Some early reviews of Front Man

My first poetry chapbook, Front Man, is going to published by the end of the month by Big Table Publishing.  The book has already gotten a few reviews, and some of these will be posted on the back of the book as blurbs.

“Punk rock embroidered with an artist’s eye for ironies and a pop culturist’s fetish for detail, the personal life of Brian Fanelli gets the rock star treatment here, in twenty nine brutally honest renderings of his opened veins. For those who were part of the scene anywhere from the late eighties to the new millennium, these works will drop you in the mosh pit of frenzied, alienated youth. If Henry Rollins and Robert Frost collaborated, their song would sound like this.” — Christopher Reilley, autor of the forthcoming chapbook Grief Tattoos


Brian Fanelli’s Front Man traces the chronology of a lead singer’s rise into the punker limelight and his eventual return home. Throughout the book, we meet characters from the 2nd generation of the punk-rock scene such as the anonymous front man who “screamed into the mike until his throat swelled,” the girlfriend “thrashing to Johnny Ramone’s buzzsaw guitar sound,” and Eggroll Eddie who “smashed bodies in the [mosh] pit.” Fanelli’s poems bring a world to life that most of us have never inhabited: at their best, the poems delve deeply into individual scenes and find the vivid language, active syntax, and rhetorical strategies that deliver an emotionally-charged version of the punk-rock story. By book’s end, he discovers a meaningful order that highlights the tensions between generations, within the punk-rock scene itself, and within the protagonist who grows to full adulthood and trades in his Stratocaster for a teacher’s shirt and tie, for a high school gig where he’ll inspire the next generation of outliers and misfits to rise above, rise above. Open this book and prepare for a wild ride with power chords and smashed guitars, punches and combat boots to the face, mixed with pervasive nostalgia and self-knowledge that come from looking back at youth from the far side of maturity.” — Neil Shepard, editor of Green Mountains Review and author of the poetry collection This Far from the Source.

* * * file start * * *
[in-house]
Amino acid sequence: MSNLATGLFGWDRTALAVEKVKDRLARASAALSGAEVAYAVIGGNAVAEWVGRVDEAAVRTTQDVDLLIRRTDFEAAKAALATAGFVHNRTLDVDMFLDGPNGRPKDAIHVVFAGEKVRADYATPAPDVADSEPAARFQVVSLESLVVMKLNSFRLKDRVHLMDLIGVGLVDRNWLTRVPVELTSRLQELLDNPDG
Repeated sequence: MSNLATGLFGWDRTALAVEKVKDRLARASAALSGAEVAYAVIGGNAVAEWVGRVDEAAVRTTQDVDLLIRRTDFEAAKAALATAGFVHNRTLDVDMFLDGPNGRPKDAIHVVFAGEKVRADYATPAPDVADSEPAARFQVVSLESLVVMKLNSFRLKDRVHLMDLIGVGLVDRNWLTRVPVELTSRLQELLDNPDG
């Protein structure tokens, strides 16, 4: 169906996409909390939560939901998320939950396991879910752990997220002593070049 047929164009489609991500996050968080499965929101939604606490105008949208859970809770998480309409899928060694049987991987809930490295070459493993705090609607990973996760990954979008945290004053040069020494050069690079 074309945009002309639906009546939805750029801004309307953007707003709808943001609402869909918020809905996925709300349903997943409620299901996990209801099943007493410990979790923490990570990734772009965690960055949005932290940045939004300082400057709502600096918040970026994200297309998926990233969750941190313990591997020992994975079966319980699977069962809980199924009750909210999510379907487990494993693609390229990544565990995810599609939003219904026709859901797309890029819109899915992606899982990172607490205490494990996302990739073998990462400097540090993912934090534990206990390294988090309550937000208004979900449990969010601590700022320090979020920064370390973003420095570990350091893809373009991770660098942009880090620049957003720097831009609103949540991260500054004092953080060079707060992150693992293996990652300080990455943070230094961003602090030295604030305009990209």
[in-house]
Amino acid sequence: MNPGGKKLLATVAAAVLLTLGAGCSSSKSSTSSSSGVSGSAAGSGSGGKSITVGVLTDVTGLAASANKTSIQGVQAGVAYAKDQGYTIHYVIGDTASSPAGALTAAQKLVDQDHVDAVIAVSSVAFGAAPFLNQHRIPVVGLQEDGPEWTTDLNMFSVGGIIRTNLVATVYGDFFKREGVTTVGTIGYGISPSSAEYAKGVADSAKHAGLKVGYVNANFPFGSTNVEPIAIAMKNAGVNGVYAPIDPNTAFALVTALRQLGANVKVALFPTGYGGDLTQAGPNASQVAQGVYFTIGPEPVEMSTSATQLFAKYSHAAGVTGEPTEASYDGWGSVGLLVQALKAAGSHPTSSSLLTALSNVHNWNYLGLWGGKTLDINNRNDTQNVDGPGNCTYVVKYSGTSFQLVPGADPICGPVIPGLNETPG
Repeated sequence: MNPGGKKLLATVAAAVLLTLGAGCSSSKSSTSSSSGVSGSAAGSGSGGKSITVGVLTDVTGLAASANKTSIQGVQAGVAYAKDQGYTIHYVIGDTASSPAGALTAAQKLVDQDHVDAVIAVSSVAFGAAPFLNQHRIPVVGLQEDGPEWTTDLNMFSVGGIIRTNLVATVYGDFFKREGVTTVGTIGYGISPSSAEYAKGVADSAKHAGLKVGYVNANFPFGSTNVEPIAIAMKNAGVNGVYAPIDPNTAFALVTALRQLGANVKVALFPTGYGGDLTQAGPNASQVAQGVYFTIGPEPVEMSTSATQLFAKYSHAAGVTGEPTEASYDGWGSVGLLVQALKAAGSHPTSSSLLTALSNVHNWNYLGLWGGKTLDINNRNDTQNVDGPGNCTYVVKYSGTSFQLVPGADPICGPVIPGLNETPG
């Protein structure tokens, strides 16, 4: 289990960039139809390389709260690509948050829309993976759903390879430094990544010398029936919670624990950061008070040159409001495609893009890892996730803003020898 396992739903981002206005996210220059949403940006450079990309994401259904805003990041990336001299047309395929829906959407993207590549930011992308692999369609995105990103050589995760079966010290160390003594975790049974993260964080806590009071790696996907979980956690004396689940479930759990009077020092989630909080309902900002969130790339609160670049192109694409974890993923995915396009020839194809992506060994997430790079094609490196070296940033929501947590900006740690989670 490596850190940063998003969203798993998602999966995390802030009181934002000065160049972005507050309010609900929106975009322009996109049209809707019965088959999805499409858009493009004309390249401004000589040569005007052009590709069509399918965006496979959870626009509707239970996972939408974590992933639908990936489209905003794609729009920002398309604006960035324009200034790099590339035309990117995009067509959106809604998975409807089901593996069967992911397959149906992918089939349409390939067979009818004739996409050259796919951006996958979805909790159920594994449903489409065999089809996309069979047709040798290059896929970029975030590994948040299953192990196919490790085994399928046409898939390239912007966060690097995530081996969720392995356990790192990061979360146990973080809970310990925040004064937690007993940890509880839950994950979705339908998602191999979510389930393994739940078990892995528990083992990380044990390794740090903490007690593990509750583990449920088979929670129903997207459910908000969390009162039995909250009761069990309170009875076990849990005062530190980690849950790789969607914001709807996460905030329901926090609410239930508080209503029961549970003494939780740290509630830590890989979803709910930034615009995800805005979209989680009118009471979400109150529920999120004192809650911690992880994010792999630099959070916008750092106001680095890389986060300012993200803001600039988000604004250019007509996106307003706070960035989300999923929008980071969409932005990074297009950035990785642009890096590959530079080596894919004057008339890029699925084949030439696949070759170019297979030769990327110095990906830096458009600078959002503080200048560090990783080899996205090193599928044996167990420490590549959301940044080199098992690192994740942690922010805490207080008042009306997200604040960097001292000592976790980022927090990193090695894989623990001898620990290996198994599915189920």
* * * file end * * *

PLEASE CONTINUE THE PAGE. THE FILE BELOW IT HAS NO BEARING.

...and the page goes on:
“Brian Fanelli’s Front Man is a rattling, howling, dumpster diving, beer bottle-littered romp through the punk-rock infused world of Chucks, Mohawks, bloody noses and broken jaws. But it is also a tender, sober coming-of-age poetic narrative riffed in two-minute tracks that reminds the reader how close the profane echoes the sublime—and how that echo follows us, red-eyed and alive all the way to the exit.” — Tony Morris, managing editor of Southern Poetry Review and author of the poetry collection Back to Cain.

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